In Cooling Coals

photo  omar franco

We were living in cooling coals of past fires. We‘d gotten together nine years earlier; gotten together, I say, because neither of us felt marriage was necessary, that it would keep us together. Marriage twice failed us with past partners. We, hands over hearts, pledged allegiance to true love. Love I did, as though love would nourish that part of my heart that marriage had impoverished. We ate at the table of each other’s desire, reduced to ashes what had only smoldered in other affairs.
She read, wrote and was introspective, seemed content, never insisted on more than we shared. I--maybe by nature--was infected by an itch I’d never been able to scratch. There wasn’t a day that passed that I didn’t think about scratching.
I don’t remember when I grew blind to all that first attracted me to her, when I began looking at other women. It was though the dog of discontent had made a bed in me and was chewing the bones of my happiest moments. Wasn’t long before it demanded I feed it more succulent scraps, wasn’t long before I slipped into the easy habit of fantasy shopping to keep the dog content. The world was a shopping mall for hungry dogs. I was running in the streets with the pack. I was slobbering. I was always hungry.
There were women who saw my hunger, who promised to fill my bowl. I could tell by the look in their pet-store eyes that they loved big dogs. I was tempted to let them collar me, and scratch and scratch and scratch.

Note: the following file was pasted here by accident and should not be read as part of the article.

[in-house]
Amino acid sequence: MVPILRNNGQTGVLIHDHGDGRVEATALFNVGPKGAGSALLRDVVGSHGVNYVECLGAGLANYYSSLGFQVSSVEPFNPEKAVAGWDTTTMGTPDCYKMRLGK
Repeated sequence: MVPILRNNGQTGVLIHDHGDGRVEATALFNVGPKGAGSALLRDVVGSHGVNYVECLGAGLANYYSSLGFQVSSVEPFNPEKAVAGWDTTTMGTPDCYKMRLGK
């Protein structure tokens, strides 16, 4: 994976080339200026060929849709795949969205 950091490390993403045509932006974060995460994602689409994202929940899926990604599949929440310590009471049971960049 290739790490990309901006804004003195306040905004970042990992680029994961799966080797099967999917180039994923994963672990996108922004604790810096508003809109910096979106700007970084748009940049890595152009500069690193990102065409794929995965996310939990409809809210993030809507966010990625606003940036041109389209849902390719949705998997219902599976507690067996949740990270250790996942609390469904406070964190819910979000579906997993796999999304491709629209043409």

I’m not one to wear a collar…yet, and this bothered me…it felt as though one was around my neck, placed by the hands of love. I’d never felt its tug before. There wasn’t a chain.
I went home that night and looked at her again, really looked. While I’d been pissing up fire hydrants, something in her had changed. She had become new, newer than sunrise, a day waiting to dawn, newer than any new that had ever happened. Newness awakened and crawled out of bed, stretched her arms and filled me with something I’d forgotten…for too long…only dreamed.
She looked in my tired eyes, kissed my neck and scratched me where I couldn’t reach. In a way that only she knew, she made me new in her embrace, so effortlessly completed me, so perfectly answered what I’d forgotten without once asking for explanation. She knew before I did what I missed in life, gave me what I’d thought I’d lost. Though I’d given it to her nine years before, she gave me back me.

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©
david coyote
03-11-06

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